• ITSM tool knowledge-sharing capabilities aren’t evolving to match consumer-world innovations – employees now expect corporate IT and services to match their personal-life experiences and expectations. Consumer-world mobile apps, social networks, self-service/help, live chat, chatbots, and other consumer-world capabilities all drive employee expectations of knowledge sharing.
  • Knowledge bases can become the place where corporate knowledge “goes to die” – and it’s something that’s compounded when organizations overly focus on knowledge capture and neglect knowledge use (and thus its real value).
  • Organizations that continue to struggle with knowledge sharing will also struggle with AI exploitation – the evolution of knowledge sharing is in its third phase. Progressing from the sharing of knowledge between IT support peers (Phase 1), through the availability of knowledge via self-service/help mechanisms (Phase 2), to the need for knowledge, information, and data to fuel AI capabilities (Phase 3).

Each of these knowledge management success issues can be addressed through the application of knowledge-sharing good practices and new approaches, including:

  1. Appreciating that there’s a need to supplement native ITSM tool capabilities. It’s not a decision that needs to be taken as a leap of faith. Instead, organizations that understand the value of knowledge – in particular how its use, and reuse, creates value (as well as saving costs) – can show the positive return on investment (ROI) of such an approach.
  2. Introducing additional ways to offer knowledge to employees as and when they need it. There has traditionally been two employee access points to (formally documented) knowledge. Firstly, MDRs – the knowledge base(s) – that were initially made available to IT staff and then extended, usually with different articles, to end users via self-service portals. Secondly, ITSM tools introduced in-ticket (and in-portal) knowledge features to automatically provide relevant knowledge as the employee types the need. From an end-user perspective, this still requires them to “go somewhere” to seek help (and knowledge) rather than having the knowledge come to them. With the latter mirroring what employees are now increasingly experiencing, and expecting, in their personal lives.
  3. Augmenting “basic” knowledge management technology with additional capabilities. Existing ITSM tools might already have some features that do this. For example, read-counters, end-user feedback mechanisms (such as “thumbs up/down” or “this is out of date,” and date-driven update flags). But technology can also do so much more to help – in particular, using AI and machine learning. From identifying knowledge gaps to the automatic creation of new knowledge. And the technology not only increases the volume of knowledge articles, but it will also help to ensure that knowledge stays relevant (and thus useful).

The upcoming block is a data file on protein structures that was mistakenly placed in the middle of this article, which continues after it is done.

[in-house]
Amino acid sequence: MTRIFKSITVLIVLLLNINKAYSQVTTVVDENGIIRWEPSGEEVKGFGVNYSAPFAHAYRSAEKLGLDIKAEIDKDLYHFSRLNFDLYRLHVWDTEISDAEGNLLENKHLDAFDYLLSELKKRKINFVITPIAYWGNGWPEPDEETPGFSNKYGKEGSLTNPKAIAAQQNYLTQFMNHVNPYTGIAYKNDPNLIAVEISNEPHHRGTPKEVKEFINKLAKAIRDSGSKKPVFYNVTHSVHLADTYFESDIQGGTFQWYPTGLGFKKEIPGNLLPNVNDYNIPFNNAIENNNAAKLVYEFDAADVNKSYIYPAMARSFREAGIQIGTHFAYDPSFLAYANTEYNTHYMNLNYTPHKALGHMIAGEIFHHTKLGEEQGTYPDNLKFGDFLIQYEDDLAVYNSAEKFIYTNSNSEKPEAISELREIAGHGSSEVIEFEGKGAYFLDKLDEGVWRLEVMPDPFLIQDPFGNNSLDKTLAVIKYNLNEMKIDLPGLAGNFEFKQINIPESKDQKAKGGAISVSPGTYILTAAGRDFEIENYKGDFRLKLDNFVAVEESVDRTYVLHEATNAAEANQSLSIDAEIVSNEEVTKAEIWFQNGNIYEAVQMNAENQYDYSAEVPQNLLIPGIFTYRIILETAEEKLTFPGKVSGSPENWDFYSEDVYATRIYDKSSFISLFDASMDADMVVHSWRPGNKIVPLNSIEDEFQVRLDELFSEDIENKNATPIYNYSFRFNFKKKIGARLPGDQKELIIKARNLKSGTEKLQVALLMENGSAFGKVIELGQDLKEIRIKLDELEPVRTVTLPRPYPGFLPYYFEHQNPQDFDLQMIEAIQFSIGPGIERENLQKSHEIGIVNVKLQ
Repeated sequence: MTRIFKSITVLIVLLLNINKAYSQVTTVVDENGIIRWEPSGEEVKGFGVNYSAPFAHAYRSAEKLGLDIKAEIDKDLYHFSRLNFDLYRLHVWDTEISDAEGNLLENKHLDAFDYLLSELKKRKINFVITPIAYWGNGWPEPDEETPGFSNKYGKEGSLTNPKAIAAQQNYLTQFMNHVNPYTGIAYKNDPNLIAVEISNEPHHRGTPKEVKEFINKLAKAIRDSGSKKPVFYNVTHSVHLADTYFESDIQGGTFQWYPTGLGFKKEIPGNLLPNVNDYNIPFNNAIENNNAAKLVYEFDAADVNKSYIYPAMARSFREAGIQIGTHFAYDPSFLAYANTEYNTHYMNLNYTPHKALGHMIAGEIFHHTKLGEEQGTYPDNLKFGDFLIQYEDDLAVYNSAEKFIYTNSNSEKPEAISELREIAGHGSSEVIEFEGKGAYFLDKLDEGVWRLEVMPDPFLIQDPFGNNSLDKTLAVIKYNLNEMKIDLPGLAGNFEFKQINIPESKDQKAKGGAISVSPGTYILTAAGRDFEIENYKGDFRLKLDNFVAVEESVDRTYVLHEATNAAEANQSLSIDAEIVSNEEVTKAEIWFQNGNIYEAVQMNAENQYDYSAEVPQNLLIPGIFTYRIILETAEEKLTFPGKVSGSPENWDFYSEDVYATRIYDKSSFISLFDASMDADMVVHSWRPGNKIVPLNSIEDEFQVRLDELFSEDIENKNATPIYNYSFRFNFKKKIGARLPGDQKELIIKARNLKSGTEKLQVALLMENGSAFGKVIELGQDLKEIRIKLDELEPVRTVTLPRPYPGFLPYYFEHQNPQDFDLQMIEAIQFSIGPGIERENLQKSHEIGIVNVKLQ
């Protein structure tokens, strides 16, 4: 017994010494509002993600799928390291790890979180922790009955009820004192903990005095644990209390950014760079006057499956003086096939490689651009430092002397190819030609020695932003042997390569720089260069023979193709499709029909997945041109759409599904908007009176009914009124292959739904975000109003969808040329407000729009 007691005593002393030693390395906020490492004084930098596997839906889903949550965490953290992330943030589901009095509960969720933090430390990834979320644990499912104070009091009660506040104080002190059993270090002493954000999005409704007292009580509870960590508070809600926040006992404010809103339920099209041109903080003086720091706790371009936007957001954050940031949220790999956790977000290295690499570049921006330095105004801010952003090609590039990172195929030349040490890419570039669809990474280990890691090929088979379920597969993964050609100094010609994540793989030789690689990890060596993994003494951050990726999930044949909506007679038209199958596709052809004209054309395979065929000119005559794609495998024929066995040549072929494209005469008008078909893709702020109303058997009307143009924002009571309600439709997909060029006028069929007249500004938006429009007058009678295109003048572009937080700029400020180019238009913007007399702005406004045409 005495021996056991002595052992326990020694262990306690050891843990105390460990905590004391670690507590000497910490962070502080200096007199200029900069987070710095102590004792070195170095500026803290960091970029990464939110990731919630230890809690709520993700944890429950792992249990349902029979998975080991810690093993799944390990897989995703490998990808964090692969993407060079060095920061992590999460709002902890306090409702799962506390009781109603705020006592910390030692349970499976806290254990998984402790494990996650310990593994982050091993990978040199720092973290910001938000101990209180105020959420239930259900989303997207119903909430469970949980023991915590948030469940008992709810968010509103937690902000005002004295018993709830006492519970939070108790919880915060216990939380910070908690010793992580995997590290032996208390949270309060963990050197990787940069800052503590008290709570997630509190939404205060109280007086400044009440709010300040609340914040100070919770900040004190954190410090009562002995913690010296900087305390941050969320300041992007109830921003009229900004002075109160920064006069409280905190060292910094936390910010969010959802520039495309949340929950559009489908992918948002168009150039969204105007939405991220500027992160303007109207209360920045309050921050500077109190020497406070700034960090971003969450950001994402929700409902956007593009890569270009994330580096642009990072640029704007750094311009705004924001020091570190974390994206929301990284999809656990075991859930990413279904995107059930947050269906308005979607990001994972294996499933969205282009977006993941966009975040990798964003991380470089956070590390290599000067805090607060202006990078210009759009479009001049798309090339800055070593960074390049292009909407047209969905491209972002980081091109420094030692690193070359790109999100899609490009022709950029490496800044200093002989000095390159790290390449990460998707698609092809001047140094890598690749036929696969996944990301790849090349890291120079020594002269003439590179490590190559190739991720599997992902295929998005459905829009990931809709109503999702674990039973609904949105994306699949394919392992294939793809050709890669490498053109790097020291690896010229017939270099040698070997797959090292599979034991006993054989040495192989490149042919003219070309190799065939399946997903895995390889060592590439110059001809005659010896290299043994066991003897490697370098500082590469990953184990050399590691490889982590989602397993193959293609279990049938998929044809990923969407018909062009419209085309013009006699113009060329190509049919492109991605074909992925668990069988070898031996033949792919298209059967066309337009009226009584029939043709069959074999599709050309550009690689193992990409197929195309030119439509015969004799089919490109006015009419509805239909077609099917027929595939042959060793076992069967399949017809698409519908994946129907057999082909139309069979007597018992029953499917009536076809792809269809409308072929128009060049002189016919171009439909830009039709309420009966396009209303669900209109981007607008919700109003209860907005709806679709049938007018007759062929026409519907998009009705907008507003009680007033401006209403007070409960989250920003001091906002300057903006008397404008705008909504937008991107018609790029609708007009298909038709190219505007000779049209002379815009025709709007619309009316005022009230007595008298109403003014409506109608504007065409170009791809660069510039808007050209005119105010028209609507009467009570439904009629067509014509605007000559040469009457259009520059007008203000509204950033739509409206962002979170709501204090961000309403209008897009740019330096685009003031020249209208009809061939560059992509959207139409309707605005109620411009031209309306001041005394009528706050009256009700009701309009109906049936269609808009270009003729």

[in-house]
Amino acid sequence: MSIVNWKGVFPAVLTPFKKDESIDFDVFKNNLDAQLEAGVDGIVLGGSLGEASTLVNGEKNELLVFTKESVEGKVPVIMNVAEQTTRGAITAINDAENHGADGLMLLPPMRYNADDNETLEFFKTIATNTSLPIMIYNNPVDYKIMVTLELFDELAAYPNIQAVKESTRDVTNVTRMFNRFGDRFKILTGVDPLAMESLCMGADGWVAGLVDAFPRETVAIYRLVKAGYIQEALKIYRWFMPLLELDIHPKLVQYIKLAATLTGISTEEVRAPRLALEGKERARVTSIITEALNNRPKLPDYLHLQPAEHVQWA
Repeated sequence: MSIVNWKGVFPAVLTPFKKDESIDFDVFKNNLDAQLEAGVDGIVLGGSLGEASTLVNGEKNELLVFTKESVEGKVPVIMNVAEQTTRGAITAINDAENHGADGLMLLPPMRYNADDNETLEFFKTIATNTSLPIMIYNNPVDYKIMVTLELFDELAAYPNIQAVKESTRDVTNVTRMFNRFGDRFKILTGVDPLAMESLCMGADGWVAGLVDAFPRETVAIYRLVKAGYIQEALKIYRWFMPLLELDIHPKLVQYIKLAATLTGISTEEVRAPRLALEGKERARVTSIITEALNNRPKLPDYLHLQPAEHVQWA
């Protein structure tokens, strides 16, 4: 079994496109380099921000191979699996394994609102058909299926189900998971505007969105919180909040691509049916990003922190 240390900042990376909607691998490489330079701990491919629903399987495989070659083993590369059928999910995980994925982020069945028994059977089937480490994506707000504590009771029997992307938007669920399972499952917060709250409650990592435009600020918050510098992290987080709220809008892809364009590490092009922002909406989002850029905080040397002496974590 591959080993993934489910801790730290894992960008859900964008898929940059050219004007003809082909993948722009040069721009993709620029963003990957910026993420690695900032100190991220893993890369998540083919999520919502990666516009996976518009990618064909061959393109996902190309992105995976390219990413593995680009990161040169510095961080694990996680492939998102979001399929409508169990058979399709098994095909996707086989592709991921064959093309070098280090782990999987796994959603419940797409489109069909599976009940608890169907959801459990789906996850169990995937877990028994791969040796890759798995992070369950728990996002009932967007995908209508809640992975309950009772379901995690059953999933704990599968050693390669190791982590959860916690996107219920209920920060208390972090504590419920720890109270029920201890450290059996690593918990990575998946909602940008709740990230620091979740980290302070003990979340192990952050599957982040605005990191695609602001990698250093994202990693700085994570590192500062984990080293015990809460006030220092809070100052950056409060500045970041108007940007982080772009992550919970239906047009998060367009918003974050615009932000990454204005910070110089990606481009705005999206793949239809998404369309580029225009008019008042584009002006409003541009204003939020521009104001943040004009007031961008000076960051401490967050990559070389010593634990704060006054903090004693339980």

4. Taking a consumer, rather than supplier, based approach. This is understanding that “size (or volume) isn’t everything.” Not just in providing easy-to-consume answers over potentially-bloated knowledge articles but also in applying the “Pareto Principle.” This is “that, for many events, roughly 80% of the effects come from 20% of the causes,” with 80% of end-user issues potentially covered by just 20% of the knowledge articles. This 20% should thus be the focus of early, and ongoing, knowledge efforts.
  5. Finally tackling organizational issues related to knowledge sharing. It’s something that will pay dividends now, but it’s also a must-do for the future. As already mentioned, AI technology will need knowledge, information, and data to work effectively.

So, all this hopefully gets you to where your IT organization needs to be for knowledge management success. But what about the future and the growing importance of knowledge management? What do you need to do to prepare for this? To help, you can read a paper I wrote for Kaleo Software: “Prepare Your IT Service Desk for Its Knowledge-Powered Future Now.” This is available on the Kaleo website now.

This 2018 knowledge management success article was updated in 2023. If you would like to read more about ITSM and ITIL, the following ITSM.tools articles might be helpful…

Stephen Mann
Stephen Mann
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Principal Analyst and Content Director at the ITSM-focused industry analyst firm ITSM.tools. Also an independent IT and IT service management marketing content creator, and a frequent blogger, writer, and presenter on the challenges and opportunities for IT service management professionals.

Previously held positions in IT research and analysis (at IT industry analyst firms Ovum and Forrester and the UK Post Office), IT service management consultancy, enterprise IT service desk and IT service management, IT asset management, innovation and creativity facilitation, project management, finance consultancy, internal audit, and product marketing for a SaaS IT service management technology vendor.